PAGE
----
In this lesson we will look at some
fundamentals of building a home recording studio. There are lots of
backyard studios all over the world. You don’t need to go to
expensive recording studios anymore to pull a great sound. With a
good Audio Interface, some good mics, and a decent sound space you
can get great sounds from a very modest budget.
If you’re going to build a studio in your home or backyard, your primary concern is to not annoy the neighbors. If you do, they can complain to local council, and worst case scenario - bring your home studio days to a grinding hault. So, initially you’re trying to find effective ways of not letting the sound escape from the room.
Here is a common misconception people always get wrong. Because we know that soft materials absorb sound INSIDE a room, people assume they will also stop the sound getting OUT of the room. They will not, and you’re still going to annoy your neighbors!
It is HARD materials that stop sound getting out of the room. My studio was basically a garage conversion job. It was a pre existing brick structure, so I already had a small amount of potential sound reduction there. Being an older house though, I needed to go around all the walls and meticulously check for any air gaps, and fill them with caulking compound.
One really annoying thing about sound proofing, is that even the tiniest gap can leak a huge amount of sound. You have to be really pedantic about filling ALL the gaps in the walls. What we did was stud out all the walls and the ceiling, then we framed it right out. Next, we stuck Rockwool into the walls, which has an 80% NRC (noise reduction coefficient). On top of that we also used a layer of sound board, called "Sound Check", and finally regular 4 mil ply for the aesthetic touch.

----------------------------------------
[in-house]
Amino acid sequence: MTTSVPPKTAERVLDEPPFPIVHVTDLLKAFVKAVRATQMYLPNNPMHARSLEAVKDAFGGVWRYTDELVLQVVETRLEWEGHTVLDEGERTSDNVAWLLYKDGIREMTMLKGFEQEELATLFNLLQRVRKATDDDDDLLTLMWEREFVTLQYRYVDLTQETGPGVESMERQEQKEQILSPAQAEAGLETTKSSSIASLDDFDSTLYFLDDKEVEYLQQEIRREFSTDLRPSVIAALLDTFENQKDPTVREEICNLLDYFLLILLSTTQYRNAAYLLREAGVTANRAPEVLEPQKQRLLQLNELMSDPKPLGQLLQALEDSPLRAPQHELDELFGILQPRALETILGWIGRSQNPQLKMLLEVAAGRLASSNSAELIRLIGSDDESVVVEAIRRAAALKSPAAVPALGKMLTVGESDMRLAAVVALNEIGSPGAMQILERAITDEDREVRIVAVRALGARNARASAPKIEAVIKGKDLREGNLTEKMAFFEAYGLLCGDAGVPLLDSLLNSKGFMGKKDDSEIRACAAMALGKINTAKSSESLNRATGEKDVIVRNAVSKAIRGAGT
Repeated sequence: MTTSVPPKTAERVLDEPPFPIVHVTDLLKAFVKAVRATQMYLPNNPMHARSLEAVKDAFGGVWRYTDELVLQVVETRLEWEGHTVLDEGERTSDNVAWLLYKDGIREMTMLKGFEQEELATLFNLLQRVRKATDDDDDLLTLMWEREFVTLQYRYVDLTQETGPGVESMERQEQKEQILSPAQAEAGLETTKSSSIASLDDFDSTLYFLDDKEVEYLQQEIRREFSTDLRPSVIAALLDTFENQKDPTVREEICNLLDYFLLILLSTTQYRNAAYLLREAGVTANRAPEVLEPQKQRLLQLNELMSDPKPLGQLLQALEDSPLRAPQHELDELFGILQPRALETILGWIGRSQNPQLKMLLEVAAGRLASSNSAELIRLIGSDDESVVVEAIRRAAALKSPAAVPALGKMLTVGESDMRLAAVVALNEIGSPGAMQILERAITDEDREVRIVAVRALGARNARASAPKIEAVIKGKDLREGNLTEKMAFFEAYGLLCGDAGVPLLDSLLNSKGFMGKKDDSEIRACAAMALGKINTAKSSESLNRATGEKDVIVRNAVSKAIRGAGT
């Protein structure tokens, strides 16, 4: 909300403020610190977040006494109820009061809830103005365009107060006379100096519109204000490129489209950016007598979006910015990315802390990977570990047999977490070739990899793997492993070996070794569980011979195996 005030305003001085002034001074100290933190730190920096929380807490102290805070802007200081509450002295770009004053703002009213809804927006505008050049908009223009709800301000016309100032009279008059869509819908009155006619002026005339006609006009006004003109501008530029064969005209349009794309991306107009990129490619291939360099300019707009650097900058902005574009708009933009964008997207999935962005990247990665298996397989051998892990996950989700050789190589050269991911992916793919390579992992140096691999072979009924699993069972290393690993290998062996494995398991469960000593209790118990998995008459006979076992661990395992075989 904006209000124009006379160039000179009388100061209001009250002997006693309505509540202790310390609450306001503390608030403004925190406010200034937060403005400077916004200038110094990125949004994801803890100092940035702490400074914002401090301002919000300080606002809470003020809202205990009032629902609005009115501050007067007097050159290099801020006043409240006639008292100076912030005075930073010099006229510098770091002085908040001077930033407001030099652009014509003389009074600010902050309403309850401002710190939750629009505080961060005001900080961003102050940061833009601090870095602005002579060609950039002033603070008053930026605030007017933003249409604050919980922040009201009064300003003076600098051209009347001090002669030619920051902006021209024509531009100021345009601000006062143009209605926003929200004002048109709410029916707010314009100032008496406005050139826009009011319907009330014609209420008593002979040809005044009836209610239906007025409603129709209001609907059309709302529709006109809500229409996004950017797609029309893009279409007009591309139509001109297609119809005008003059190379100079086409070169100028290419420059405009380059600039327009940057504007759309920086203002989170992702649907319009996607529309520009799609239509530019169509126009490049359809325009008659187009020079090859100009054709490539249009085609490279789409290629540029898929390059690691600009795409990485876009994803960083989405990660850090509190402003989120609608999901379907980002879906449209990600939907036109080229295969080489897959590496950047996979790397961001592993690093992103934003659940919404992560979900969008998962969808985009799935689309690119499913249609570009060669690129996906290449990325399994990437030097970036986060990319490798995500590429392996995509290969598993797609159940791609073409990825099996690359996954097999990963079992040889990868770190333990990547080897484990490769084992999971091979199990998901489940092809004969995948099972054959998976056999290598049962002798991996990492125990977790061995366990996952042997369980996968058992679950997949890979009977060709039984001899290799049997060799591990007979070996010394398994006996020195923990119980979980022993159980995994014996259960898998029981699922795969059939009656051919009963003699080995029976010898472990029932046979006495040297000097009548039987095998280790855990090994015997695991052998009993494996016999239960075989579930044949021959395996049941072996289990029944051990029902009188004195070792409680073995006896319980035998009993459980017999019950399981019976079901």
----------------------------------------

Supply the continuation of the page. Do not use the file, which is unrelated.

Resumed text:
So once again, to stop sound getting out, you need to use materials that will stop sound, and the majority of these are hard, such as: brick, bricks filled with mortar, sound board, gypsum board etc
THE FLOATING STUDIO
Ideally you would make a studio that has both floating walls and a floating floor. If you were building your studio inside your house, you basically want to build a box inside a box. The idea is that the inside box (the actual studio) doesn’t make contact at any point with the outside walls (the house), because if they did, vibration (ie sound) would be imparted through the walls, and this would be counter productive to sound proofing.
ACOUSTICALLY TREATING THE ROOM
We want an even and non bias frequency response from the room. We don’t want one particular frequency peaking or booming more than the rest. There are a few inherent problems with certain frequencies on any room.
A lot of high frequencies tend to build up in the ceiling. Walk into any completely room and clap your hands, you will probably hear some high frequencies above you. likewise bass frequencies tend to build up in corners of rooms, hence why you see Bass Traps placed in the corner of a room. But not only corners down low, corners up high also.